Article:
400GbE to drive majority of switch bandwidth within 5 years

400GbE to drive majority of switch bandwidth within 5 years

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The era of 400Gbps Ethernet is set to arrive in the data centre market sooner rather than later, with this technology expected to underpin the majority of data centre Ethernet switch bandwidth by 2022.

This is according to new figures from Crehan Research, which forecasts that, following initial shipments this year, the market for 400Gb Ethernet switches will grow exponentially over the next five years.

It estimated that 400Gb solutions will account for around 60 per cent of total market bandwidth by 2022, by which time nearly six million ports will have been shipped.

Seamus Crehan, president of Crehan Research, stated that the market is currently entering a "new era" of much faster data centre switch upgrades. This is already being seen with 100Gb Ethernet systems, and the expectation is that 400Gb devices will continue the trend in the coming years.

When it comes to 100Gb Ethernet devices, for instance, the pace of change has already been significant. Crehan Research found that shipments of 100Gb devices are expected to surpass those of 40Gb alternatives this year - just three years after the introduction of the first high-density 100GbE data centre switch systems.

A similar trajectory is expected with 400Gb hardware. Mr Crehan stated: "With its expected market-leading price per gigabit and no foreseeable shortage of demand for higher-speed networking capacity in cloud data centres, 400Gb Ethernet should surpass a million ports shipped in less time than it took 100GbE to reach that threshold."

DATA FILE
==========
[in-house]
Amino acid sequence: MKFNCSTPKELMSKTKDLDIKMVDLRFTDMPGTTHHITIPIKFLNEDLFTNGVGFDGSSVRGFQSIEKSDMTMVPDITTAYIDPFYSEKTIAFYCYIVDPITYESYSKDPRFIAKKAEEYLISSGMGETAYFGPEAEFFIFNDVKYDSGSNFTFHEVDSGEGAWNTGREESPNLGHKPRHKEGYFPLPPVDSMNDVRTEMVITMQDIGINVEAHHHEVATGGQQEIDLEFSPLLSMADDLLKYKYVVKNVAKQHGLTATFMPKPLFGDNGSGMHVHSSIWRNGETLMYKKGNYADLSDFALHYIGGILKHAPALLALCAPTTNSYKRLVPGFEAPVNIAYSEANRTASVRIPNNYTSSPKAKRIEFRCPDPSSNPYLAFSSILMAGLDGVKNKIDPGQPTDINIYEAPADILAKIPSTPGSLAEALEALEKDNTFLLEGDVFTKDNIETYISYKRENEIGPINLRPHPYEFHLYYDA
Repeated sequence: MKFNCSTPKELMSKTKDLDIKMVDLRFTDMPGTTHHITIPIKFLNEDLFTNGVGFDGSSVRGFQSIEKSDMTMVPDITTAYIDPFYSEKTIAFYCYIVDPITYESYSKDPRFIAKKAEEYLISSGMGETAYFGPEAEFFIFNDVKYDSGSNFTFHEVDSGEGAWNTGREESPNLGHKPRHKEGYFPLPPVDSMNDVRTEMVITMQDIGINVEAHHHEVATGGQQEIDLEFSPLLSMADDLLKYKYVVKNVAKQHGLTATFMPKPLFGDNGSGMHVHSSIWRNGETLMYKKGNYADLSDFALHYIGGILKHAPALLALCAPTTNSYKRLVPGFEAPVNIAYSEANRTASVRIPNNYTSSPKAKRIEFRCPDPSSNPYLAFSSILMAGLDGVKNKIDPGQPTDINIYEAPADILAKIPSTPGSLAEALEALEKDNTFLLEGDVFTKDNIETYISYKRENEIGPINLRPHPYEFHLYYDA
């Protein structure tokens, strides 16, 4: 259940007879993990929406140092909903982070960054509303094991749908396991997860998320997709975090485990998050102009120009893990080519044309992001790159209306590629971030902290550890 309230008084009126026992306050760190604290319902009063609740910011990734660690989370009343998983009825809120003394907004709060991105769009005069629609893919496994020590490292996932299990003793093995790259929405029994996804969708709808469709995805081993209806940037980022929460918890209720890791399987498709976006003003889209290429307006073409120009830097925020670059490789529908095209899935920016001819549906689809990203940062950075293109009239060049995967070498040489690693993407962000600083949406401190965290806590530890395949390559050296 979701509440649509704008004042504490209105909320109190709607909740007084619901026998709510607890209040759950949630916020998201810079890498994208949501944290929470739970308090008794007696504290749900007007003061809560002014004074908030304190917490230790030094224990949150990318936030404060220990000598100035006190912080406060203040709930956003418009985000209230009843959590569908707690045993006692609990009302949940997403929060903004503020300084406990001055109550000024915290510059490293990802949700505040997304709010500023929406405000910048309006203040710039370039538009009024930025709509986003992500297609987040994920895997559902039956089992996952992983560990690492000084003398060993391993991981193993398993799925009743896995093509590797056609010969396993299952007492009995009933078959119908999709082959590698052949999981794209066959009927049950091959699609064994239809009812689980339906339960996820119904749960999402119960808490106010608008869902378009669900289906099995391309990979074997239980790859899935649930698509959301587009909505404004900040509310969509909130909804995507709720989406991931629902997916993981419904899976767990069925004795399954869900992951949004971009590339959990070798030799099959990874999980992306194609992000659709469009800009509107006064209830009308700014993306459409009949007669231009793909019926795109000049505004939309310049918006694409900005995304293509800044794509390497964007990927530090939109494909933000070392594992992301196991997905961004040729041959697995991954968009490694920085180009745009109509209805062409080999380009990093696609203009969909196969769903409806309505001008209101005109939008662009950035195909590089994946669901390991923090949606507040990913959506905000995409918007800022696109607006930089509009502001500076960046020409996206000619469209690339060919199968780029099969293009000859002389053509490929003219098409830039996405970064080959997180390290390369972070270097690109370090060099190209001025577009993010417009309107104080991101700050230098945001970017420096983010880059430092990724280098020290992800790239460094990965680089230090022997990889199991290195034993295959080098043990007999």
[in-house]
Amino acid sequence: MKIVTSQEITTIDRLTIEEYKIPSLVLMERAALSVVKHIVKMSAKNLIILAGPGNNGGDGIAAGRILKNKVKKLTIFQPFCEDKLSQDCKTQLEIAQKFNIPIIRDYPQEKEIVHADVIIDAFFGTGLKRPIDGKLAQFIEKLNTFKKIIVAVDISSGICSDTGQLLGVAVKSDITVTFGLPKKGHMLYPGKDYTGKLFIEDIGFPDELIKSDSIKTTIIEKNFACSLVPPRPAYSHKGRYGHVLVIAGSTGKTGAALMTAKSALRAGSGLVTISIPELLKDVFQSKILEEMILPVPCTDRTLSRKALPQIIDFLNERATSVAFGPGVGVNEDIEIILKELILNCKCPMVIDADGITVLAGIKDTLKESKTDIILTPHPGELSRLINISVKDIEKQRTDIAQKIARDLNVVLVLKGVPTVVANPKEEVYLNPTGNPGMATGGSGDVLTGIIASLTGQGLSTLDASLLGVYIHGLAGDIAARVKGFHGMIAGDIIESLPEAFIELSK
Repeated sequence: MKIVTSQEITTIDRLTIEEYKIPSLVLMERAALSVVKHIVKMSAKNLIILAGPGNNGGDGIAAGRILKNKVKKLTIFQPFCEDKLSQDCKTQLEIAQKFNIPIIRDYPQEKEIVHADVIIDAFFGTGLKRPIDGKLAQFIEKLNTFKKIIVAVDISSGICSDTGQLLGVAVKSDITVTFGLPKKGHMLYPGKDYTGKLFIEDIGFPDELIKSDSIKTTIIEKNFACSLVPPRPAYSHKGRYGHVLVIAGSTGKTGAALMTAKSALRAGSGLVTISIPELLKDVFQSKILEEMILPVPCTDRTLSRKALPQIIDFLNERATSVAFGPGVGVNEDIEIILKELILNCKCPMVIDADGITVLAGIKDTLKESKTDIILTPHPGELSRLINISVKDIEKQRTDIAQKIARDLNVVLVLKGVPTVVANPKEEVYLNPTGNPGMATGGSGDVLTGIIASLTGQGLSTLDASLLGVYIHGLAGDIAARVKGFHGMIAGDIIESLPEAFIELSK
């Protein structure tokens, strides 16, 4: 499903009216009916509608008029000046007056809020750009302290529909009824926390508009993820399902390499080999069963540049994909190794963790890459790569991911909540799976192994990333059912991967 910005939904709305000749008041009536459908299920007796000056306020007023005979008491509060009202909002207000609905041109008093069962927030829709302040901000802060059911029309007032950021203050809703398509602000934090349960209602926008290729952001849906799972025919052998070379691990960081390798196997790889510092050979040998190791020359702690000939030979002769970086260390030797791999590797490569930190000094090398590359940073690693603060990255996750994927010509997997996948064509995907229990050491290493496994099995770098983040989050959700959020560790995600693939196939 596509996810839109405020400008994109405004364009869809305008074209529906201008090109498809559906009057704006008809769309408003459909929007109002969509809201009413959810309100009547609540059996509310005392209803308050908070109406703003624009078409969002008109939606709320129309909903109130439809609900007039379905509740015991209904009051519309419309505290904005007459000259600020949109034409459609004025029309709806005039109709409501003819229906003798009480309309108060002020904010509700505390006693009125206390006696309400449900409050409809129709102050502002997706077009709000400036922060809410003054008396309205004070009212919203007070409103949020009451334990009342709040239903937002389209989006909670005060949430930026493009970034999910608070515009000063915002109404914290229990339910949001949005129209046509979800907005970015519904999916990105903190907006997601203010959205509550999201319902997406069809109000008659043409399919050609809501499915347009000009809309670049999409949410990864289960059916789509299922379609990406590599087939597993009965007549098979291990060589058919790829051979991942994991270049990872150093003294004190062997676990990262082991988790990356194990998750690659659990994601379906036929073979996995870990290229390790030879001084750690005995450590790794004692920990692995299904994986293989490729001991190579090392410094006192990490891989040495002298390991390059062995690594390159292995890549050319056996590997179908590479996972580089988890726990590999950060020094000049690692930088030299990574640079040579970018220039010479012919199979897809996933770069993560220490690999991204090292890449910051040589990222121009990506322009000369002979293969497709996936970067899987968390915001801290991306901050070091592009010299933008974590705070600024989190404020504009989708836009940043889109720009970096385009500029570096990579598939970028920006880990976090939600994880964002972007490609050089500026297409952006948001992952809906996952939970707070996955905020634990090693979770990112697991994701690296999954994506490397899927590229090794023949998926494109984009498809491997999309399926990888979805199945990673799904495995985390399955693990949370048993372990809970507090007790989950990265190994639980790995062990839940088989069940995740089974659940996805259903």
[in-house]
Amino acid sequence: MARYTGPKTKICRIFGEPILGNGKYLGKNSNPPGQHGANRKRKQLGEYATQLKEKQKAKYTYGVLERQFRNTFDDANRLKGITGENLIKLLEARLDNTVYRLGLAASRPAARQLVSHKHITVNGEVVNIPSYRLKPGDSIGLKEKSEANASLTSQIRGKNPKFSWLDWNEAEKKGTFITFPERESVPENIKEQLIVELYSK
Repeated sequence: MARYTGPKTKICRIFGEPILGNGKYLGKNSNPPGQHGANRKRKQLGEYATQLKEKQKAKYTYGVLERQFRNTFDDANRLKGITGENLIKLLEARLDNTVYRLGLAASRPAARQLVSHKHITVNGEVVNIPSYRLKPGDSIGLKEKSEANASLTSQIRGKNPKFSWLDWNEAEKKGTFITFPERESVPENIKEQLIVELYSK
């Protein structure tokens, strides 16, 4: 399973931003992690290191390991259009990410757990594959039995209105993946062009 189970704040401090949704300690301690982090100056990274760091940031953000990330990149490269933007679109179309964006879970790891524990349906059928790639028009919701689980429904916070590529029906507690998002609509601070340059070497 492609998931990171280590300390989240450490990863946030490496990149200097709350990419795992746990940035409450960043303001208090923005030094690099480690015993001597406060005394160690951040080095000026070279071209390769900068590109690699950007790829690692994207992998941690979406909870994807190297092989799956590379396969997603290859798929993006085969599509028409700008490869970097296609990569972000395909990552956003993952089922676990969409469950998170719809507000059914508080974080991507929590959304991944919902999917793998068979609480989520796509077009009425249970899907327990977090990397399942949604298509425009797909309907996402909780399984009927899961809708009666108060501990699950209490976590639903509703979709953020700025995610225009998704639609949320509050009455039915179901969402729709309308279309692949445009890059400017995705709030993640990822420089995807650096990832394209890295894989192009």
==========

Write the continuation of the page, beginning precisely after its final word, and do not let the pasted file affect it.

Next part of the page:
In their initial year of shipments, 400Gb Ethernet switches will prove attractive to buyers due to the fact they will offer a bandwidth discount over lower speed switches, the research continued. In the coming years, the technology will be further boosted by the arrival of 100G-PAM4 SerDes.

This is likely to occur around the 2020 timeframe and will reduce the number of lanes required to achieve 400GbE by half – from eight 50Gb lanes to four 100Gb ones. The result of this will be to lower both the costs and power requirements of these data centre switches.

Crehan's research also forecast that the overall market average selling price per port for data centre switching solutions will remain relatively stable in the coming years, thanks mainly to the widespread adoption of higher-speed switches.

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